Most district attorneys make a name for themselves by winning convictions. Craig Watkins has done it by reversing convictions that never should have happened.
From 1951 to 1987, the Dallas County district attorney's office was the domain of Henry Wade, a legendary prosecutor who personally never lost a case — and who rarely missed an opportunity to seek the maximum punishment for criminals. But in impoverished, predominantly African-American South Dallas, Wade's hardball tactics created resentment and distrust.
"Affluent people, people accepted by society, loved law enforcement. All of the other people who were economically disadvantaged, they didn't trust it — and I think rightly so," says Watkins. So in 2002, Watkins ran for D.A. Despite having no name recognition outside of South Dallas, Watkins came within 10,000 votes of winning. Four years later, he tried again and won, in the process becoming Texas's first elected African-American district attorney.
Watkins had a lot to prove. More than 200 of the 267 attorneys Watkins began managing had actively campaigned for his opponent because they didn't think Watkins had enough trial experience. At the same time, he believed he had a mandate to rectify past injustices. In February 2007, a mere one month after taking office, Watkins found himself face to face with a momentous decision.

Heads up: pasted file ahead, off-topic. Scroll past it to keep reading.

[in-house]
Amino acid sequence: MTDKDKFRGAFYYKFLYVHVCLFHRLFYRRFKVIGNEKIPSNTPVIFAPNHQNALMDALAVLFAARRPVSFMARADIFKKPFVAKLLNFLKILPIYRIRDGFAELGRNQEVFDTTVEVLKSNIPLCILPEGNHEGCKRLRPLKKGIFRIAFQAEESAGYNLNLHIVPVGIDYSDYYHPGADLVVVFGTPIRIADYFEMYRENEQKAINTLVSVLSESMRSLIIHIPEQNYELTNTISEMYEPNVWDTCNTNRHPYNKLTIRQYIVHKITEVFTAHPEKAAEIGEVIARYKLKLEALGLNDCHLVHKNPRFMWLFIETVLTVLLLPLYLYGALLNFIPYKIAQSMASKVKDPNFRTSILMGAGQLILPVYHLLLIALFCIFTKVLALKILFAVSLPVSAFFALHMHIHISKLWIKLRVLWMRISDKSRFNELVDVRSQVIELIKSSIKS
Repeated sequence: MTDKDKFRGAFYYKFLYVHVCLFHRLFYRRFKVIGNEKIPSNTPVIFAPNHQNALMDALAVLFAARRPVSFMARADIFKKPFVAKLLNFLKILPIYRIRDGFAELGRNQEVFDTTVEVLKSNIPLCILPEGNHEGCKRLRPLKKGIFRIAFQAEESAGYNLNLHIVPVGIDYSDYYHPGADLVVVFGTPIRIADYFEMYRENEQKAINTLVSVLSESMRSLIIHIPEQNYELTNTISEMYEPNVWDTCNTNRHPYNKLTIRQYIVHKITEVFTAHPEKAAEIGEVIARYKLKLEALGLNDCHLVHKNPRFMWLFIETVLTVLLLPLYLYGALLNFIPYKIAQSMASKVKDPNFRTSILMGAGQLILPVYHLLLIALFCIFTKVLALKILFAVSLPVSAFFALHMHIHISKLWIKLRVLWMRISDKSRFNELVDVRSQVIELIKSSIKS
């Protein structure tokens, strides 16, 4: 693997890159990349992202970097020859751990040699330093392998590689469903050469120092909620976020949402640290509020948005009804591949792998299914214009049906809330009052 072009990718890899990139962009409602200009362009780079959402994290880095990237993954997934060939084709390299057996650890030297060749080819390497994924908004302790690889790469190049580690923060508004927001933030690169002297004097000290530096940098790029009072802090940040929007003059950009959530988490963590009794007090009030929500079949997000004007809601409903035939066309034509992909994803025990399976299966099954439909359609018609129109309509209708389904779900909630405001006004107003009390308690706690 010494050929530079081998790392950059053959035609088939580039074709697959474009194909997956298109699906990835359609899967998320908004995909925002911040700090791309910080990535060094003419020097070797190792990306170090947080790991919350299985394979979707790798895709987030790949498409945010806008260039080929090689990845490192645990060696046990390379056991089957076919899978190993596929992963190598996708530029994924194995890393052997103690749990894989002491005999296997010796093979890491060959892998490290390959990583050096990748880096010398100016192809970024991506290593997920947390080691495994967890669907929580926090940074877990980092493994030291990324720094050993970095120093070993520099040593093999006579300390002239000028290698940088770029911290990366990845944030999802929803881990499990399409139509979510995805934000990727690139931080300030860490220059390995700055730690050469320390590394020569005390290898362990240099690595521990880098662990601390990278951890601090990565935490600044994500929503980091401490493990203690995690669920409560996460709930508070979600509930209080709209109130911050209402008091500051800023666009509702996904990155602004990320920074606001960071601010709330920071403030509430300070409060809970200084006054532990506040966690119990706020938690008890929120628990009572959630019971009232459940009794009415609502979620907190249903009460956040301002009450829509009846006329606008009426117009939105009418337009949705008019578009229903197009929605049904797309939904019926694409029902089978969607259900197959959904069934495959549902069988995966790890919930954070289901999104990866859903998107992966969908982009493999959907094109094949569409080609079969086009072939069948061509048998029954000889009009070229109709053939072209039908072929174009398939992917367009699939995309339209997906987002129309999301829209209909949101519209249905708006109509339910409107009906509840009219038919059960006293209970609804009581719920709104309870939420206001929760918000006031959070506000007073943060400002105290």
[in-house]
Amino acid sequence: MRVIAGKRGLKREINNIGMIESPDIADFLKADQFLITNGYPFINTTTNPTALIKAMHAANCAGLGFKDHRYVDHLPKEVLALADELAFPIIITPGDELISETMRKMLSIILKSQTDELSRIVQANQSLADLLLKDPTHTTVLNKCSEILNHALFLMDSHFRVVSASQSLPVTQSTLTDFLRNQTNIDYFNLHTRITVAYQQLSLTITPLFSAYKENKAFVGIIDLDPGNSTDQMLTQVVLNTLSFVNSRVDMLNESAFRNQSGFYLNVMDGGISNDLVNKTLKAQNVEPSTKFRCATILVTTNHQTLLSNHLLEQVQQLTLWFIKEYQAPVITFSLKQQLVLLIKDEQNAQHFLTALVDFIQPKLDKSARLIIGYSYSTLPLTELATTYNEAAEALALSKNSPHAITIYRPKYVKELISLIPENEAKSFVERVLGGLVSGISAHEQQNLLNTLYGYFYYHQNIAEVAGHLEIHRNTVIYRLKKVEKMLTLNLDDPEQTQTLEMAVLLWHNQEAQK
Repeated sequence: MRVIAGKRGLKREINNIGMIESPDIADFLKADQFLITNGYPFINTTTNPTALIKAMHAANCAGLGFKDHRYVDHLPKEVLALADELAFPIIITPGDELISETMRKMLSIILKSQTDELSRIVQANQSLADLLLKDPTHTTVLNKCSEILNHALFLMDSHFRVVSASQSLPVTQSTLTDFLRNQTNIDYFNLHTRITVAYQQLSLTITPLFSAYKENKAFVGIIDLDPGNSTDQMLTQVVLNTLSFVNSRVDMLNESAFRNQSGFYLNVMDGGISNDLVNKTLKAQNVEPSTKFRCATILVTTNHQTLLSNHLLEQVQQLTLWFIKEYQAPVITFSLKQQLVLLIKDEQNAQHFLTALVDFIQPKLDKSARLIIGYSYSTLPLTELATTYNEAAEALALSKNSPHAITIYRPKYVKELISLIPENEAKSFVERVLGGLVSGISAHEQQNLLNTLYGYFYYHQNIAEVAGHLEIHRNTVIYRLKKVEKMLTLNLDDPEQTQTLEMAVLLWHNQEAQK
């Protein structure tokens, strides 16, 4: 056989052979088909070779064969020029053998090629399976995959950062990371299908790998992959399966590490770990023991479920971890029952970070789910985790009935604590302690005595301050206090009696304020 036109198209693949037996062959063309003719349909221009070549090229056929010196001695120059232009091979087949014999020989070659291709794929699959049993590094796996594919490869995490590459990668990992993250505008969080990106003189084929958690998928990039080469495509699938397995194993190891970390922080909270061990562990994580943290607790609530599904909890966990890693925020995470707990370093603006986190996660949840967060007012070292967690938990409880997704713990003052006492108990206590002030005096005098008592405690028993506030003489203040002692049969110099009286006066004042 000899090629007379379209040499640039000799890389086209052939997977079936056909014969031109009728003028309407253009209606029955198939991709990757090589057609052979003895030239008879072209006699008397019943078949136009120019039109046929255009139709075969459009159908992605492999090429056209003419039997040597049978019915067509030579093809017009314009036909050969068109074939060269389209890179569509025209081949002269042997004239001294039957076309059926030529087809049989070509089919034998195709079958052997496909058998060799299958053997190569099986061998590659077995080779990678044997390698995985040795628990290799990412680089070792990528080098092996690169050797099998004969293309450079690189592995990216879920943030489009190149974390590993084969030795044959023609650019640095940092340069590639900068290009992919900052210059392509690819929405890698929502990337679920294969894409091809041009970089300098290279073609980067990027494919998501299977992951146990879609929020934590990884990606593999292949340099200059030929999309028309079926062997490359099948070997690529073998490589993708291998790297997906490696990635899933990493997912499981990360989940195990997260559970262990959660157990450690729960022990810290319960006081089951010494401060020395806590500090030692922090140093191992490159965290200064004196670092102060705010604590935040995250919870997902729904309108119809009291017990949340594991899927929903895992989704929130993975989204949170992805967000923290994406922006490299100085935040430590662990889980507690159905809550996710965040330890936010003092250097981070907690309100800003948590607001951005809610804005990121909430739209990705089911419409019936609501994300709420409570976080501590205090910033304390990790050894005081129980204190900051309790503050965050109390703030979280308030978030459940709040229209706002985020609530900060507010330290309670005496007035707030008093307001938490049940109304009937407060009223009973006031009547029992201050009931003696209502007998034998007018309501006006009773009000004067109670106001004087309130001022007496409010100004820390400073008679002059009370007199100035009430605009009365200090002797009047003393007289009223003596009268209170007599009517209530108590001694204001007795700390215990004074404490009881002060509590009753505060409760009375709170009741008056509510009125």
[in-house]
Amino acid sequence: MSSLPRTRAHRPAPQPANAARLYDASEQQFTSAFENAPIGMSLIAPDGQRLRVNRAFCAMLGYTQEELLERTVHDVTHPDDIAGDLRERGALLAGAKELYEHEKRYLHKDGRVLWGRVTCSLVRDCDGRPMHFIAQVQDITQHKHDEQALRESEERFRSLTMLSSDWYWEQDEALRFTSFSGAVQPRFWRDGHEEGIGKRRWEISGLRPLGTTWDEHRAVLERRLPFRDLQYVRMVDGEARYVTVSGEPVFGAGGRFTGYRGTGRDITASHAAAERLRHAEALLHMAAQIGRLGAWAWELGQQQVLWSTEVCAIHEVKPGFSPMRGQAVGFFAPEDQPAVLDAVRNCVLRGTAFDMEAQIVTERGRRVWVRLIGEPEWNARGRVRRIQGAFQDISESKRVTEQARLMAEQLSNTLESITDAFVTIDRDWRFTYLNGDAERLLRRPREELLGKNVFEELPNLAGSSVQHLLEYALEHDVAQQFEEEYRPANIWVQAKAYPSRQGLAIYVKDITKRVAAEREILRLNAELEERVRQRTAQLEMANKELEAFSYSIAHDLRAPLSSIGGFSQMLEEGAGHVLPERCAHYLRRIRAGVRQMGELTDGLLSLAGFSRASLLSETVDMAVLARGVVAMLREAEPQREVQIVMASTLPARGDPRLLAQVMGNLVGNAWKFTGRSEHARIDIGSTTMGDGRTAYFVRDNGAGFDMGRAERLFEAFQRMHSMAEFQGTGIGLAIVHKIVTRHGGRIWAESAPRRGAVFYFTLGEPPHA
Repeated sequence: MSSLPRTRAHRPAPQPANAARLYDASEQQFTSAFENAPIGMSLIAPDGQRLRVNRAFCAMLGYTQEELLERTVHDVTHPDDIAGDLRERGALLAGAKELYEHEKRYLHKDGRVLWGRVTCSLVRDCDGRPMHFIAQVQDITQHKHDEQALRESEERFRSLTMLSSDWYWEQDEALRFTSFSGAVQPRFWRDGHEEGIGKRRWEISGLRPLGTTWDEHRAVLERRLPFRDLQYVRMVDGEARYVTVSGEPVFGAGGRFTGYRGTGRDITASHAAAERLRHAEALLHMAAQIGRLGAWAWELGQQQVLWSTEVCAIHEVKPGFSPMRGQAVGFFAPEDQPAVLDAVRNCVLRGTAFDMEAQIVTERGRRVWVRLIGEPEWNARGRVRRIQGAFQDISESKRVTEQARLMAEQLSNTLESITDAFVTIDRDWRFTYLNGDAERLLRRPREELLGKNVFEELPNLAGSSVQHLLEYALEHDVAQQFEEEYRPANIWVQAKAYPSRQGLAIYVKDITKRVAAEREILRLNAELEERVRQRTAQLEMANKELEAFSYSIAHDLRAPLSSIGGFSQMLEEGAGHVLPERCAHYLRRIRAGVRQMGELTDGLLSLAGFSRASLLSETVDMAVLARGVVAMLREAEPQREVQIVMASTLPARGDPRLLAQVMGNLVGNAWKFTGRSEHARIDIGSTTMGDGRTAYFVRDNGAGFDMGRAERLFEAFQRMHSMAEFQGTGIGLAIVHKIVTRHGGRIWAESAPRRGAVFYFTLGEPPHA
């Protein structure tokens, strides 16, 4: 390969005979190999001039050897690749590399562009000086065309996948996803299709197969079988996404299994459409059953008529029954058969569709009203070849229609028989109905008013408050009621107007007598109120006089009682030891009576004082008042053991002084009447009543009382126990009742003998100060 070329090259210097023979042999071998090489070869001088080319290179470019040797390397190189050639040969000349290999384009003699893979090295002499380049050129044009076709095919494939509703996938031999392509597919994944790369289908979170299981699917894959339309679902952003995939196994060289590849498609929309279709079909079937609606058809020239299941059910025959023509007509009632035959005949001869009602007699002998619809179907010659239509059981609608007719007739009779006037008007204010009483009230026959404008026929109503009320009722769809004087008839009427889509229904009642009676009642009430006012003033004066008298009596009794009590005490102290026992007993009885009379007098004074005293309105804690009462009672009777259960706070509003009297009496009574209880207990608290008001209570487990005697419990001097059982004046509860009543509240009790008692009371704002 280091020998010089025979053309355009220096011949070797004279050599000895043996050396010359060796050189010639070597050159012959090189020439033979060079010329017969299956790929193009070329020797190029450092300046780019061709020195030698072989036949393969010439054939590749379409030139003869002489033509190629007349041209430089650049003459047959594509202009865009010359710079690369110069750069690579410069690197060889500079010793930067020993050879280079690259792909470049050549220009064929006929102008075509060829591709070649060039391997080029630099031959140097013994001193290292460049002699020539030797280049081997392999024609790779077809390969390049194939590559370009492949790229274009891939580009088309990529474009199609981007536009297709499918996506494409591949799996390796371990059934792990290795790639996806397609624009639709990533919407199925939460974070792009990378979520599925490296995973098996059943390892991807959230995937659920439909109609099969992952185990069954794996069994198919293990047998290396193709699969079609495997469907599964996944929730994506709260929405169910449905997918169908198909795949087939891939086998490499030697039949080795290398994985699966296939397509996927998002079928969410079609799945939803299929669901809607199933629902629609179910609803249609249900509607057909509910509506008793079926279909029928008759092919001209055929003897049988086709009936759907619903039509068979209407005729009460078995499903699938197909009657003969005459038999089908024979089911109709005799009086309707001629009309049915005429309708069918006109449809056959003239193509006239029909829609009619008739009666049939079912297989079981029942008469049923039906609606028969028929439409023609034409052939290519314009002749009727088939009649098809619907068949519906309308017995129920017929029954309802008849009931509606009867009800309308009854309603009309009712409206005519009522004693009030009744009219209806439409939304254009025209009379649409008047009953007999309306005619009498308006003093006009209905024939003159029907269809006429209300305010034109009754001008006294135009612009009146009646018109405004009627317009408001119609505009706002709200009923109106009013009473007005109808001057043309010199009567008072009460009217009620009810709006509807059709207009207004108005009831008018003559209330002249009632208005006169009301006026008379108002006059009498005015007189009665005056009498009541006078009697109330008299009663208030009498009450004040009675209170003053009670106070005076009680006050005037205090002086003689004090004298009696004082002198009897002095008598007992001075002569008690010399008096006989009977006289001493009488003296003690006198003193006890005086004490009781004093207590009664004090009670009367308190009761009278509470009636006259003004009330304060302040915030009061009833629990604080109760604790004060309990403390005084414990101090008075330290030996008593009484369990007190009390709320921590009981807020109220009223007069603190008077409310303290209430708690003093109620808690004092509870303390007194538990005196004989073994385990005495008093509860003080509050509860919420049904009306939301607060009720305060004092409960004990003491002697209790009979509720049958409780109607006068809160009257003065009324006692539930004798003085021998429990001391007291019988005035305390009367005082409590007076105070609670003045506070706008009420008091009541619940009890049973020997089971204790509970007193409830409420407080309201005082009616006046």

The occasion was a court hearing for James Giles, who had spent 10 years in prison for a rape that subsequent DNA testing showed he did not commit. Giles was released. Afterwards, attorneys Barry Scheck and Jeff Blackburn — nonprofit leaders who work to free the wrongfully convicted from prison — presented Watkins with an unprecedented proposal. They volunteered to help Watkins' office review the files of more than 350 inmates, some dating back to as early as 1970, where physical evidence existed that could either confirm the inmate's guilt or establish his innocence.
A riskier step for a novice D.A. would be hard to imagine. Watkins agreed to it. That spring, he went to the Dallas County court of commissioners and won $450,000 to create a conviction-integrity unit to reinvestigate old cases. Since then, the unit has reviewed more than 180 case files, of which 21 have been flagged for DNA testing or further investigation. So far, a total of 19 Dallas County prisoners have been exonerated or freed. What Watkins has shown is that there's as much justice in clearing the names of the innocent as there is in putting the guilty behind bars.
"It's difficult," says Watkins. "I still walk around the office gently because I know there are a lot of people who still don't want me here." But, he says, every time justice is done, we "restore credibility that law enforcement can work for everyone."
— John Buntin
Photo by Danny Turner